Much has been made of the rush to create pods and micro-schools by those with the means to do so. But the possibility exists for all children and families to mimic the affluent. I am sure that there are plenty of businesses that would be willing to supply the seed money in order to establish learning centers for the children of employees or other children in need. In my mind, there is a huge opportunity for non-profits to create a space where children of lesser means can get the individualized attention that they’ve needed for years. Local governments, and the state for that matter, could make available grants in order to fund micro-schools and learning centers. It’s not like the need for this individualized instruction will suddenly disappear when schools re-open for face to face instruction. These equity needs could be met while strengthening the public education net.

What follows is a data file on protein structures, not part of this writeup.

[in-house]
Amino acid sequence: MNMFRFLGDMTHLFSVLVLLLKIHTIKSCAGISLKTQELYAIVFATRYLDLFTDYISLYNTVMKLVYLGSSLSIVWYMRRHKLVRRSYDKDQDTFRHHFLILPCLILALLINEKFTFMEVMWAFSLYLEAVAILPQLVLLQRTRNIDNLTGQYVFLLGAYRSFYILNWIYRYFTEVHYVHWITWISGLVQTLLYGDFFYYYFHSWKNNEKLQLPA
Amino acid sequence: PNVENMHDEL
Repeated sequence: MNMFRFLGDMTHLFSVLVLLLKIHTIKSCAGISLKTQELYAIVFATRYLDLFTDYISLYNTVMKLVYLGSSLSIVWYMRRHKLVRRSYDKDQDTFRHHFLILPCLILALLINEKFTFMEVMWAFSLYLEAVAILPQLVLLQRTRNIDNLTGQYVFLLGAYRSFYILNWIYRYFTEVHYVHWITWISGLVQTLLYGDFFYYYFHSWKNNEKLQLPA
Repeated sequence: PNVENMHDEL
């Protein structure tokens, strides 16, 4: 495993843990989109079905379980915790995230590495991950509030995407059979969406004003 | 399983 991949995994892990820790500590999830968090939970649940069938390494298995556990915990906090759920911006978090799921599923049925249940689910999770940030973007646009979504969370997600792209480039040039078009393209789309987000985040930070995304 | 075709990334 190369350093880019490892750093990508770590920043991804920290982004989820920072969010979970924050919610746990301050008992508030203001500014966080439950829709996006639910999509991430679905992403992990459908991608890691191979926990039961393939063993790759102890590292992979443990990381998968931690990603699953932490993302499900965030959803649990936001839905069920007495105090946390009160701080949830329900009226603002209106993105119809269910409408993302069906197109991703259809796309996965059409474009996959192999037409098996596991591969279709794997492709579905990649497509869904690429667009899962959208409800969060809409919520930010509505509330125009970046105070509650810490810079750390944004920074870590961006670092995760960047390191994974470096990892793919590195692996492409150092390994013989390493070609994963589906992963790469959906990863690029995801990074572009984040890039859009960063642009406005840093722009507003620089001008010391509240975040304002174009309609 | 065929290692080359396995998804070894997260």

The current crisis presents both a challenge and an opportunity. An opportunity to address many of the inequities that were intentionally, or unintentionally, baked into the original public education mode, while strengthening commitment and ties to citizens. Rarely does such an opportunity come along.
But what are we doing?
We are doing what we always do. We identify the problems and then demand that teachers and schools fix those problems, sans sufficient resources. And right now, I’m not drawing distinctions between charter schools and traditional schools, because the reality is both are currently facing the same issues and both will lose students and families if they fail to adjust to the new reality.
I wish that the conversations going on in the conference rooms of local businesses, non-profits, and government buildings, more closely mirrored those going on among teachers every day, all day. Being a spouse of a teacher has made me privy to an endless stream of discussion over the past 4 weeks between Nashville’s public educators. It’s no exaggeration when I say they start in the early morning and are near-continuous until late in the night.